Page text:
When we landed in Taiwan there was a special procedure set up for us. First, we had to line up (with social ditancing) in one of the corridors where airport staff checked our passports and corona test reports. They then instructed us to go to a certain website where we could access our online health declarations and store them in our phones. Next came a checkpoint where we had to show this online declaration, as well as the corona test results to some people who checked us off on some kind of list. Normally, as a permanent resident I can just go through immigration without filling in any forms, but this time I had to fill one in with the address of the quarantine hotel I would be staying in. Finally, at immigration I had to show the corona test report along with the standard paperwork.
Once through immigration it would normally be a case of picking up the luggage, walking through the “Nothing to declare” lane at customs and find a train to my home town. Due to the pandemic however, me and my colleagues all had to go to quarantine. Basically you have to spend 14 days at a designated location, either at home or in a special quarantine hotel, in order to make sure you aren’t infected. During your quarantine you have to follow a number of rules and if you break them you get fined.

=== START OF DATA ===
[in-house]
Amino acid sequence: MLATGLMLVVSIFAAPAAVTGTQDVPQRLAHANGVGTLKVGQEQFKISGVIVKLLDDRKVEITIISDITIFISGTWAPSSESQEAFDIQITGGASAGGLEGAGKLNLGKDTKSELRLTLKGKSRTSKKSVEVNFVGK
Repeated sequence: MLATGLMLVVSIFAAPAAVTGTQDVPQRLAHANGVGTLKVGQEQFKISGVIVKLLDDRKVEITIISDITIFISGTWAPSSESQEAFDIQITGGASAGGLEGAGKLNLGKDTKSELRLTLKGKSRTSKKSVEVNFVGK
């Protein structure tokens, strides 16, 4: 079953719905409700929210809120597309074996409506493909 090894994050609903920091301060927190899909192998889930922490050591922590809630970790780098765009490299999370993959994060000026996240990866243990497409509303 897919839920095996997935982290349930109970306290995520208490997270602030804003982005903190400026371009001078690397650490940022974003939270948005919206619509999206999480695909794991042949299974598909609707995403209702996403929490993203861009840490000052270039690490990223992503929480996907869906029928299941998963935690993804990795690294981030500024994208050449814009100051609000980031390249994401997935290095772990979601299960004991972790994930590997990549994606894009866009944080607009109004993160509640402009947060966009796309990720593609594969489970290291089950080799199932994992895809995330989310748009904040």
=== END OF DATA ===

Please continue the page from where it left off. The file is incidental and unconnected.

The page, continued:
First, you are not allowed to travel by public transport. You can use a private car but most people take a taxi which is what I did. This meant showing the online health declaration at the taxi stand and getting my luggage sprayed down with alcohol before I could get in the car. Second, once you are checked in you are not allowed to leave the room, we were even warned against stepping out into the corridor outside the room, and you are not allowed any visitors. To make sure you follow these rules the government makes use of security camera in the hotel as well as tracking your mobile phone. I can’t speak for the people quarantining at home, but for us in the hotel this meant that the staff had to deliver food to us and take care of our trash and laundry. All of this was done without any direct contact, they would leave food and other supplies at the door and we could pick it up when they had left. Third, in addition to staying inside the designated location, you also have to report our health status, including body temperature, to the authorities on a daily basis. I think these rules are rather strict, especially the fact that they can fine you for just setting foot out the door, but I believe it is necessary. Less strict rules would mean higher risk of travelers unknowingly spreading the infection.
One more thing about quarantine: it was pretty boring to be stuck in the same room for two weeks and I really longed to be go outside, maybe take a walk in the park, especially when the weather was good. I can however recognize that two weeks in quarantine isn’t much compared to months long lockdowns. I realize how tough it must have been for people going through that and how lucky I am to live in a country where that didn’t happen. Now I’m out of quarantine and back to my normal life and it feels good.